What do you web-heads think? Are you excited for a live-action Spider-Verse movie, or do you wish they just kept Tom Holland’s Spider-Man in the friendly neighborhood? Comment below, let me know.
In a year where not a whole lot of movie news has been circulating the rounds, one big piece of casting news has closed out the year with a bang: the Metal Gear Solid live-action movie has found its Solid Snake.
For the past several years, Columbia Pictures has been trying to get a live-action Metal Gear Solid movie off of the ground and adapt Hideo Kojima’s award-winning espionage video game franchise to the big screen. Although the studio has secured a screenwriter in The Girl In The Spider’s Web scribe Jay Basu and a director in Kong: Skull Island’s Jordan Vogt-Roberts, the larger question of who would play the movie’s titular hero remained largely unanswered.
Now thanks to Deadline, we know that Golden Globe-nominated actor Oscar Isaac will be putting on the iconic bandana and sneak around FOXHOUND bases as Solid Snake. You’ve seen Oscar Isaac in more than a few films in recent years. Not only has he played Poe Dameron in the most recent Star Wars movies and the titular villain in X-Men: Apocalypse, but he’s also played in indie releases such as Inside Llewyn Davis, A Most Violent Year, and Ex Machina. More recently he’s starred in the 2018 horror film Annihilation, the upcoming sci-fi epic Dune, and is even in talks to portray the Moon Knight in Marvel’s upcoming Disney+ series. No matter what he acts in, Oscar Isaac always brings 110% to every role that he portrays. The fact he’s taking on Solid Snake brings so much excitement to the project.
The only question is can he pull off Solid Snake in the right way? He does have the chiseled, rough-around-the-edges look that the character has, but his voice isn’t as deep as David Hayter’s iconic performance in the video games. Then again though, Ryan Reynolds’ voice is also vastly different from Nolan North’s, and he pulled off Deadpool perfectly for his 2016 live-action film. We’ll have to wait and see what Isaac brings to the role, but for now, knowing that they’re investing so much talent into this portrayal shows how much effort the studio is putting in to get this live-action adaptation right for the big screen.
What do you think? Are you excited to see Oscar Isaac become Solid Snake, or do you think this casting news could have kept you waiting? Comment below and let me know.
For the first time in my young life, I will be voting for a Democrat for President of the United States. This is unusual for me because in my eight years of voting, I’ve typically aligned with the conservative side of the ballot. In my first election in 2012, I voted for Mitt Romney for President. If I were old enough in 2008, I would have voted for John McCain. In 2013 and 2014, I voted for Ted Cruz and John Cornyn for the Senate. Even in 2016 where I cast a protest vote against both of the candidates, I voted for a Republican-majority congress because I believed Hilary Clinton was going to win and that she needed to be held accountable. I won’t be making that mistake again this year as I vote for Joe Biden and all Democrats up and down the ballot.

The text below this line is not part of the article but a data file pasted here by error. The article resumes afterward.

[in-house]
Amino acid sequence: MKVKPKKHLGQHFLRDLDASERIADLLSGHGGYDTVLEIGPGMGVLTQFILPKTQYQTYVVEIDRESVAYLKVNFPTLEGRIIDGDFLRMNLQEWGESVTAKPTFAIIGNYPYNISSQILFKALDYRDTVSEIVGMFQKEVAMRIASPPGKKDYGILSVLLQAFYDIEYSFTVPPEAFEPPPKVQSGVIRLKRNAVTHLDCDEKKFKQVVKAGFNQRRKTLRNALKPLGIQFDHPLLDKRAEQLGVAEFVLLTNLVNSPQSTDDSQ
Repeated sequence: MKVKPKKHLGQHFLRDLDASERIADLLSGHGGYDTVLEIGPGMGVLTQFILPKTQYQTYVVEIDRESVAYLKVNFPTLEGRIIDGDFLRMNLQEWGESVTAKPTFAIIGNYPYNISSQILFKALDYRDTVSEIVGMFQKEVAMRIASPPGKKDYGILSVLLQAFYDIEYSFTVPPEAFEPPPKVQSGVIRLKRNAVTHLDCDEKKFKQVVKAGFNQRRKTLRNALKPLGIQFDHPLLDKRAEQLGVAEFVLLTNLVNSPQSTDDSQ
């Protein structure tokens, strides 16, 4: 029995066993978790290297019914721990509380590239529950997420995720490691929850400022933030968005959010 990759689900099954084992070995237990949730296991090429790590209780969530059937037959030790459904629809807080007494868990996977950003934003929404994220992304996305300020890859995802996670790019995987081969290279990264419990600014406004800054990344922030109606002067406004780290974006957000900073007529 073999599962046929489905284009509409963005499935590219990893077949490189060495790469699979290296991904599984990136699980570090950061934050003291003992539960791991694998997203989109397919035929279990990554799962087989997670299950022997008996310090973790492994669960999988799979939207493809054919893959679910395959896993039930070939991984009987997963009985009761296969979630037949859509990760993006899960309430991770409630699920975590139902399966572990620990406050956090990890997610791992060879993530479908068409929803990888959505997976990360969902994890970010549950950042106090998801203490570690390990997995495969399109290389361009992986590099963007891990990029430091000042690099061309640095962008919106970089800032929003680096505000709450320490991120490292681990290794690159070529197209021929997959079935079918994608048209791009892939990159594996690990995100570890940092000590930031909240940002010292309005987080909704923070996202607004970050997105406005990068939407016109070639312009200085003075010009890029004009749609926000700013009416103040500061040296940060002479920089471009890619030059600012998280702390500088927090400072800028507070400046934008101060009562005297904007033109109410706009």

Several things fuel my change of position, most of which are of consequence from the past few years. But when asked why I’m endorsing Joe Biden, it would be all too easy to simply put up the Will Smith meme and point to all of the ugliness and incompetence of Donald Trump, not to mention reductive and overly-generalized. Besides, I want elections to be about supporting the better candidate, not voting for the lesser evil.
But there are several reasons why Joe Biden appeals to me. For one thing, I don’t think anybody left or right of the political aisle can question his character. Throughout his 40-year career in politics, Joe Biden has a well-documented history of working with Republicans and drafting bipartisan legislation that would later become law. Some progressives see this as a flaw and hypocrisy of the former vice president, with some even half-joking that Biden should have ran in the Republican primary this year.
While there are definitely some establishment issues with Joe, the ability to work with people you disagree with is a quality we’ve been sorely missing from political leadership in the past four years. That’s one of the reasons why President Barack Obama selected Joe as his vice president, and that worked to his benefit when Joe collaborated with House Republicans on spending bills, tax relief, infrastructure, and the crushing debt ceiling in 2011. In 2009, Obama remarked that the best thing about Joe is that “he really forces people to think and defend their positions; to look at things from every angle.” I agree with the former president and will even add that is something all Americans should aspire to do anyway.
But character isn’t the only thing that’s important in this election: policy is. So, what legislation has Biden successfully passed during his 40-year career? One of his crowning achievements is passing the Violence Against Women Act alongside Utah senator Orrin Hatch in 1994, which helped law enforcement respond to rising domestic violence cases in the United States. Since the law was passed in 1994, domestic violence has dropped by 64% until 2010, according to the Department of Justice. Many legal experts cite the VAWA as one of the most effective tools at bringing visibility to the issue, and Joe Biden no doubt had a big hand in seeing that legislation signed into law.
That leaves the larger question of what he would do as President? The biggest priority, of course, is filling the Supreme Court vacancy, which Joe Biden would no doubt fill with an equality-centric nominee the late RBG would be proud of (that is, if Republicans don’t shotgun Amy Comey Barrett through confirmation first). He would raise taxes for those making over $400,000 a year, create a path to citizenship for Dreamers, and would rejoin the Paris Climate Agreement. That doesn’t even get into a handful of other priorities he would focus on, such as eliminating mandatory minimum sentences, raising the minimum wage to $15 an hour, expanding farmworker protections, implementing a voluntary assault weapon buyback program, creating a national police brutality database, and much, much more.